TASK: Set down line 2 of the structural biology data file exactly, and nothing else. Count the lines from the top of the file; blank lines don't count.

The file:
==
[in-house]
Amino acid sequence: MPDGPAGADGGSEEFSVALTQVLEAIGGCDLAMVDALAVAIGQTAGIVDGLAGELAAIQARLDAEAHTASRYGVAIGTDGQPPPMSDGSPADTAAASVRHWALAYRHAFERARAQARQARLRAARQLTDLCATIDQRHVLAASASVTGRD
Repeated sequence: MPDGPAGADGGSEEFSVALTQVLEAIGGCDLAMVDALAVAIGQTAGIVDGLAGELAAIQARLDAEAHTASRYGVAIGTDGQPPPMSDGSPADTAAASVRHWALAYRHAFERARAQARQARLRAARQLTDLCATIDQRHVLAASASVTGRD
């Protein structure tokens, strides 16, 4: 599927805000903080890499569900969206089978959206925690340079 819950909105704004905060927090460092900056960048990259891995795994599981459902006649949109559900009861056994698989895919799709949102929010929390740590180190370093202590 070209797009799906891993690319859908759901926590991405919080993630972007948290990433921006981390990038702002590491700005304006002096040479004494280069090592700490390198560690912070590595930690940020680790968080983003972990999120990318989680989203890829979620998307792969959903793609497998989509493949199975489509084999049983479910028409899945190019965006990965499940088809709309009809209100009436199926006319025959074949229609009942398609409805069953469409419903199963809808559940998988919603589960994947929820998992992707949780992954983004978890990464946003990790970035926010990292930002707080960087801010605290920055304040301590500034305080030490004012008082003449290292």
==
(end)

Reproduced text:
Amino acid sequence: MPDGPAGADGGSEEFSVALTQVLEAIGGCDLAMVDALAVAIGQTAGIVDGLAGELAAIQARLDAEAHTASRYGVAIGTDGQPPPMSDGSPADTAAASVRHWALAYRHAFERARAQARQARLRAARQLTDLCATIDQRHVLAASASVTGRD